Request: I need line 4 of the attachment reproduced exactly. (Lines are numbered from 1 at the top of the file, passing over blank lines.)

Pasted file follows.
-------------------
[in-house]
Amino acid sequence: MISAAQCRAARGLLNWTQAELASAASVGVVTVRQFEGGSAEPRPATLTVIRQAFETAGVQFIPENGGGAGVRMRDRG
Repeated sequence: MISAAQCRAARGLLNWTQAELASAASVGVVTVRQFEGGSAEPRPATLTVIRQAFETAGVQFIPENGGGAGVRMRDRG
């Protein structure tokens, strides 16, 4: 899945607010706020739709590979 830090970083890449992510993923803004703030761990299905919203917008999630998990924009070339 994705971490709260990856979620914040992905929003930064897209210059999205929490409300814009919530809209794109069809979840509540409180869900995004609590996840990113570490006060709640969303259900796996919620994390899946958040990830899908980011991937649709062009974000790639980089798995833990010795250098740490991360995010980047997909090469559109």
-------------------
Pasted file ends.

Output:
């Protein structure tokens, strides 16, 4: 899945607010706020739709590979 830090970083890449992510993923803004703030761990299905919203917008999630998990924009070339 994705971490709260990856979620914040992905929003930064897209210059999205929490409300814009919530809209794109069809979840509540409180869900995004609590996840990113570490006060709640969303259900796996919620994390899946958040990830899908980011991937649709062009974000790639980089798995833990010795250098740490991360995010980047997909090469559109």